"Look at Isis, where did it come from? From the smashing of Iraqi society and the birth of Al Qaeda. If we think about the leadership of Isis, al-Baghdadi and 13 others, they all came from the US prison called Camp Bucca. This is where they learnt terror and the ignoble talents of cruelty," he said.

Begg recalled watching footage of Isis and being sent back in his mind to Guantanamo. He said: “I looked and thought, why? I saw a video where some fighters had hostages dressed up in orange jumpsuits, like the ones we wore in Guantanamo and those that the leaders of Isis would have worn in Camp Bucca. Why would they put orange jumpsuits on their hostages? For solidarity’s sake? Of course not. I thought, they are returning what they have been taught. It is no coincidence."

Camp Bucca, near the southern Iraqi town of Garma, was home to one of the Iraq war’s most notorious prisons. The sprawling detention centre had detained some of the Iraq war’s most radical jihadists along the Kuwait border, an d was cited by Iraqi officials and CIA vets as the prime university for Isis.

In the question and answer session that followed the screening of the film, Begg touched on how the topics in the film connected with actions and law in Scotland. The event was chaired by Richard Haley, chair of Scotland Against Criminalising Communities (SACC), which was set up in March 2003 in response to fears that minority communities in Scotland were being victimised to create a climate of fear.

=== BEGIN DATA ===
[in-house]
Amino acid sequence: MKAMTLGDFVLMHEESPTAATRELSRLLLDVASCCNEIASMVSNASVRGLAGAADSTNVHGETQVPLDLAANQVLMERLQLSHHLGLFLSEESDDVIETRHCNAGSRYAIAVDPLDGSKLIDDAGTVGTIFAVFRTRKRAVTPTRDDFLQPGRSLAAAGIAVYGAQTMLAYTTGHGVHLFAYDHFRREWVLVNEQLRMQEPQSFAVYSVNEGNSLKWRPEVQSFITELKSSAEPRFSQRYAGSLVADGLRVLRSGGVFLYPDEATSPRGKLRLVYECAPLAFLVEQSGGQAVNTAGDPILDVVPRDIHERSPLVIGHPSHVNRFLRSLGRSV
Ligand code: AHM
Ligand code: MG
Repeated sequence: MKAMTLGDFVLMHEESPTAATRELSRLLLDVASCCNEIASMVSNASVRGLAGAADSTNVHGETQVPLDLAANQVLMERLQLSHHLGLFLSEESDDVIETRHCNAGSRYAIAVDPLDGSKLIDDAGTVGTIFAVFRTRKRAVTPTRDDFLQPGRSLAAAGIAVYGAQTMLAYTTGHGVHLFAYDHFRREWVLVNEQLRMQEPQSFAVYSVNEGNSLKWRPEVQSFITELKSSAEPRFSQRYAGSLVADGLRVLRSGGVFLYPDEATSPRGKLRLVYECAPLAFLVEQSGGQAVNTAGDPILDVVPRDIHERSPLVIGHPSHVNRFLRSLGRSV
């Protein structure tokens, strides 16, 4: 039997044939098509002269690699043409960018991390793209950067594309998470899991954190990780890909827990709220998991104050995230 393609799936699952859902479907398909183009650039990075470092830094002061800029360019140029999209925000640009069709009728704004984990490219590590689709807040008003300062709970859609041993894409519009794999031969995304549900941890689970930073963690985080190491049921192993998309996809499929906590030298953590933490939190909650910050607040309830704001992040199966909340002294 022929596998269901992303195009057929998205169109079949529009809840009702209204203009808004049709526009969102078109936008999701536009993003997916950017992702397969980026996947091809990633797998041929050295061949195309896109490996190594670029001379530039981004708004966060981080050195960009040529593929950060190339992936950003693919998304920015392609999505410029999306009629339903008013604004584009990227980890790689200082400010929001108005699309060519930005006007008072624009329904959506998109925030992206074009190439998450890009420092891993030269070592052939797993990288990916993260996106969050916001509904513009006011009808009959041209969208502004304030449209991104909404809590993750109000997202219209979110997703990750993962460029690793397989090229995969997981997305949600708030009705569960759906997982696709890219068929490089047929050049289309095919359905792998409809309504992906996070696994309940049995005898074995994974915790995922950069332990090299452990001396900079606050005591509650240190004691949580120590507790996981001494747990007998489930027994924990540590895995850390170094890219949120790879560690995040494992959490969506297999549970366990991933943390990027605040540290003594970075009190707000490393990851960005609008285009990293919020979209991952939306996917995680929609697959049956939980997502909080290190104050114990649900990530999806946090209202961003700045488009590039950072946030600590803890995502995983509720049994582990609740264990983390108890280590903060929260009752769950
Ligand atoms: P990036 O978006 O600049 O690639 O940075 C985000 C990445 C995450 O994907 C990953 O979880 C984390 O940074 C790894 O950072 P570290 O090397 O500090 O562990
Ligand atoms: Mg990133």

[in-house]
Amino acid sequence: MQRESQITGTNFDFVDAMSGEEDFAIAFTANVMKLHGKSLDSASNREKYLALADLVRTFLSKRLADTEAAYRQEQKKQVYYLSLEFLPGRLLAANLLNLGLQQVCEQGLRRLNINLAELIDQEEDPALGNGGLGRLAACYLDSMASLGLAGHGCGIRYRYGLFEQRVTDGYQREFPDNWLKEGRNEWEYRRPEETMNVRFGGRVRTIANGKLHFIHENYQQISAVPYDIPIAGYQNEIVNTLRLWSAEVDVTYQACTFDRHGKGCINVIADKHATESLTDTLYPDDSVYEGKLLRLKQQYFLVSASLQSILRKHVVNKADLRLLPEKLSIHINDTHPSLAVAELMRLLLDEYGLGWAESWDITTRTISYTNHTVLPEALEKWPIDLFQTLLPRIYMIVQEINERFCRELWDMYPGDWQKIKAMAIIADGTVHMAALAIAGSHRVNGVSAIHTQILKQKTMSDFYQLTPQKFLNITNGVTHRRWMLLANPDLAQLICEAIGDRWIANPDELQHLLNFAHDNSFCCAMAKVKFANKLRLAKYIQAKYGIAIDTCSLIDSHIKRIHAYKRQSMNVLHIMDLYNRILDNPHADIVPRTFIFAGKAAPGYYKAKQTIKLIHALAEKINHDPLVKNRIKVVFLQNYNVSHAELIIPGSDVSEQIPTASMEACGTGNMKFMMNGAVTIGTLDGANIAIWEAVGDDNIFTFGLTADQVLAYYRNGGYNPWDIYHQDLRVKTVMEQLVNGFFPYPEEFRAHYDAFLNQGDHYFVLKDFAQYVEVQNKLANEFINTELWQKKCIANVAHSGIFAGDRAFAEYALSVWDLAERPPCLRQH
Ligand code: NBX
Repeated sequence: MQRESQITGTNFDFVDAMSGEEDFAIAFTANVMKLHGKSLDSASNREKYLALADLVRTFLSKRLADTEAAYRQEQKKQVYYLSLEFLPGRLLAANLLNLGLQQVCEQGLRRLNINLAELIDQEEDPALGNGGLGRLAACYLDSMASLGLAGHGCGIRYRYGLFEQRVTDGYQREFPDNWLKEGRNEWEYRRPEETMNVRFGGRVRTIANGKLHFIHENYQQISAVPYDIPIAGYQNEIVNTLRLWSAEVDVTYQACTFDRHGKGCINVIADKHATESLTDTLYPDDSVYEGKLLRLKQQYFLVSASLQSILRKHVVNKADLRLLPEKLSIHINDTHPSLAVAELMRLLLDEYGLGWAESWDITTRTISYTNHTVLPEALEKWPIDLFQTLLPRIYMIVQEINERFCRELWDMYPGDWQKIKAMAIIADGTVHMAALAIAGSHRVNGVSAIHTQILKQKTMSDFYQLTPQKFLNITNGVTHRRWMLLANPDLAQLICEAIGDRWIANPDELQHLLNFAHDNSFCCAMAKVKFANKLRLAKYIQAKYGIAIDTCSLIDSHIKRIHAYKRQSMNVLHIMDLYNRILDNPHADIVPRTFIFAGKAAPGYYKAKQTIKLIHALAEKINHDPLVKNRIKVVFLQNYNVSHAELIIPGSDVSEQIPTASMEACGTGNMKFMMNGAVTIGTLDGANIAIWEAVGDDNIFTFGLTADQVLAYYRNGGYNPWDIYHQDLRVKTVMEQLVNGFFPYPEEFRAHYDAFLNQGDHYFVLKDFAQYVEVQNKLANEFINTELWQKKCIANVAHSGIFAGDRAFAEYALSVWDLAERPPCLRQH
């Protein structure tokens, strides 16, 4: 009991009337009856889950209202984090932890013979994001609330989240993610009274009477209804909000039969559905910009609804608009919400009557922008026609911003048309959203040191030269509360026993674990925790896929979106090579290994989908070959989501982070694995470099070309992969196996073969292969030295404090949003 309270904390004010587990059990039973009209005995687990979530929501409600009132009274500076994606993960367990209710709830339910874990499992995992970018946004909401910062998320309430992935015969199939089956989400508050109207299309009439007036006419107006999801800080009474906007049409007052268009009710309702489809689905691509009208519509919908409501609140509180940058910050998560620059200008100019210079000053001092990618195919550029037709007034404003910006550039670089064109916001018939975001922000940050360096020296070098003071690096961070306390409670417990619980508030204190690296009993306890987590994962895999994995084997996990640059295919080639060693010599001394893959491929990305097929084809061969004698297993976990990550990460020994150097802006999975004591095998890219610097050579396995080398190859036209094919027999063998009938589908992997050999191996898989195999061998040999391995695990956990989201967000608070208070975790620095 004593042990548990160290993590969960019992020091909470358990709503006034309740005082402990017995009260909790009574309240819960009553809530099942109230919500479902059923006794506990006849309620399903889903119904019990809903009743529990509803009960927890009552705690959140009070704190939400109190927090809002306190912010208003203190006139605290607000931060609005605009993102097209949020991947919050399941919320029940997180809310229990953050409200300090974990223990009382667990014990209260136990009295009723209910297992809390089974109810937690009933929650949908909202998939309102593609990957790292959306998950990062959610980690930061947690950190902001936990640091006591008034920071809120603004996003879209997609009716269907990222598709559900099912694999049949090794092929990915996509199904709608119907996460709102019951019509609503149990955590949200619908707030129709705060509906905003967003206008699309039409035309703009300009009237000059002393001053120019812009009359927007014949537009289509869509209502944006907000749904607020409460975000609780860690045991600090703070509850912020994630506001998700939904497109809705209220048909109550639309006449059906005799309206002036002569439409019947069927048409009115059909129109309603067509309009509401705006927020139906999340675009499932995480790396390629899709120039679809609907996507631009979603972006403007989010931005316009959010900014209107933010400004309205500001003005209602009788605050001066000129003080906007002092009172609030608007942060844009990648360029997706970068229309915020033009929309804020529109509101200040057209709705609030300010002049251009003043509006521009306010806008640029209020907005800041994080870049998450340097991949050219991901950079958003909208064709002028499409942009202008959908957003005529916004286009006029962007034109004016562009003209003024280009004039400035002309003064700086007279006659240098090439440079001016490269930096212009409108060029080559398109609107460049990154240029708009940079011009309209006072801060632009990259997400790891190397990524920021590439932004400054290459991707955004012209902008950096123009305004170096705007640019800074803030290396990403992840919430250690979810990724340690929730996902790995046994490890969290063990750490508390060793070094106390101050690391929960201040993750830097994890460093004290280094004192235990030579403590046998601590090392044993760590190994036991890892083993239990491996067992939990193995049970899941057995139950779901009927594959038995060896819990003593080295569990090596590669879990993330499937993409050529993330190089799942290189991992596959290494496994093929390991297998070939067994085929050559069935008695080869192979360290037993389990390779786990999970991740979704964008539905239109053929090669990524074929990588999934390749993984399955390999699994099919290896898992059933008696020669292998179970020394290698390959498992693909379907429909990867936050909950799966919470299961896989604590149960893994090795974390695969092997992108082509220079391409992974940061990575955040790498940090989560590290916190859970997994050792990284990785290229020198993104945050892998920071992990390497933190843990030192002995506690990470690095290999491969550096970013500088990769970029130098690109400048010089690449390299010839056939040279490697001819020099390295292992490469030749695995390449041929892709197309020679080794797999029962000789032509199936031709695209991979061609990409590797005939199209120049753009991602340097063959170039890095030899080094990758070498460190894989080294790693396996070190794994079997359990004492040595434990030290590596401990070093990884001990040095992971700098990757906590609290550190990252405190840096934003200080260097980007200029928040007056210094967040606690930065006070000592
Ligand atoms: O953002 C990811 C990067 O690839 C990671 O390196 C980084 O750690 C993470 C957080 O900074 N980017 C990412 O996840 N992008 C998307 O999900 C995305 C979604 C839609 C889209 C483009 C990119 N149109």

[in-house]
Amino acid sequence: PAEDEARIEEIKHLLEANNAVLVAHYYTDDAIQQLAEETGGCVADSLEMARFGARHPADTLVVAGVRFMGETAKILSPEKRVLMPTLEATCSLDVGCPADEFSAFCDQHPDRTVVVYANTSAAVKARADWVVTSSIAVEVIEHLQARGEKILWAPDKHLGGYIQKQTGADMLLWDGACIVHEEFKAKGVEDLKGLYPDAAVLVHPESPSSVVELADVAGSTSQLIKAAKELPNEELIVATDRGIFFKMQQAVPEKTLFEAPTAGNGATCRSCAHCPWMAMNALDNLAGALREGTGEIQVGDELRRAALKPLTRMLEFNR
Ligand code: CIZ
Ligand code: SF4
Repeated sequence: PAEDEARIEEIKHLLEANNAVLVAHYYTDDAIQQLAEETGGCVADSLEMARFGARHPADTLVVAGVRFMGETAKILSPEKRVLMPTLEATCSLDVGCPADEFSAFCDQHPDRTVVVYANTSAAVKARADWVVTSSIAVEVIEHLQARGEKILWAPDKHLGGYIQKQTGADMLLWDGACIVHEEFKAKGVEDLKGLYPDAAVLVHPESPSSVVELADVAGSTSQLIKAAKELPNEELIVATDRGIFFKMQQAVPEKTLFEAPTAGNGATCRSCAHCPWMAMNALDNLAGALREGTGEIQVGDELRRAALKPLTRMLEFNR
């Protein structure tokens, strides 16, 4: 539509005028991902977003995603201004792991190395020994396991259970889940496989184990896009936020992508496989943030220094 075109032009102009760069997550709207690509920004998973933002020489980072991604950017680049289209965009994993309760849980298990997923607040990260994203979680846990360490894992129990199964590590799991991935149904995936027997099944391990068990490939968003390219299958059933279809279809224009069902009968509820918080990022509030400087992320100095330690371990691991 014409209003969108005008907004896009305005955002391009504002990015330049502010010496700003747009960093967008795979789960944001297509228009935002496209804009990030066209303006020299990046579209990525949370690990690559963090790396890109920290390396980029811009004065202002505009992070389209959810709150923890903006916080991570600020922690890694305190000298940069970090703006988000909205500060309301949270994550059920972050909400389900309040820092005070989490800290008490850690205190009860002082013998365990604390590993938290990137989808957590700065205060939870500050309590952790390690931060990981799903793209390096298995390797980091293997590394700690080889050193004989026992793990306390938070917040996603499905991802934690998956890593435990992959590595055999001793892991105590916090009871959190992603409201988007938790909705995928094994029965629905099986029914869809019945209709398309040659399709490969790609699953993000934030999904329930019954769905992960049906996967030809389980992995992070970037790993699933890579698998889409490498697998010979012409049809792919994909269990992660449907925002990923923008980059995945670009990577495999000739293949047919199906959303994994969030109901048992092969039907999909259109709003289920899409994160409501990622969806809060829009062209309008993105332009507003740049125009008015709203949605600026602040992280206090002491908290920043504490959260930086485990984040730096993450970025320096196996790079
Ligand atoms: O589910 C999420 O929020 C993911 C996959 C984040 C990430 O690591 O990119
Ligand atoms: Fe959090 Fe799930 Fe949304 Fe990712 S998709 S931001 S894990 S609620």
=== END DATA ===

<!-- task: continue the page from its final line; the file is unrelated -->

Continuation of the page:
Its purpose is to campaign against the use of excessive state powers to criminalise political activities which are contained within the Terrorism Act 2000, the Anti-Terrorism, Crime and Security Act 2001, the Prevention of Terrorism Act 2005, the Terrorism Act 2006 and the Counter-Terrorism Act 2008.

"Look at Isis, where did it come from? From the smashing of Iraqi society and the birth of Al Qaeda. If we think about the the leadership of Isis, al-Baghdadi and 13 others, they all came from the US prison called Camp Bucca. This is where they learnt terror and the ignoble talents of cruelty." Moazzam Begg

They have, along with Begg, been putting together a handbook to help teachers, lecturers and other professionals tackle the UK Government's Prevent strategy. 

Prevent is described by the government as a strategy to stop people turning to terrorism, but campaigners call it a "manipulative, Islamophobic, anti-democratic programme that divides Muslims from the rest of the community, normalises war and suppresses attempts to hold the government responsible for its foreign policy".

According to the group, it is being stepped up in Scotland, partly because the Counter Terrorism and Security Act 2015 creates a new "duty" on public bodies across the UK to implement the strategy. Teachers, doctors, social workers and university lecturers in Sotland, are being trained to watch out for people whose political views or day-to-day behaviour hints that they may be at risk of "radicalisation".

The Confession will be released nationwide on Friday 12 August.

Picture courtesy of Dogwoof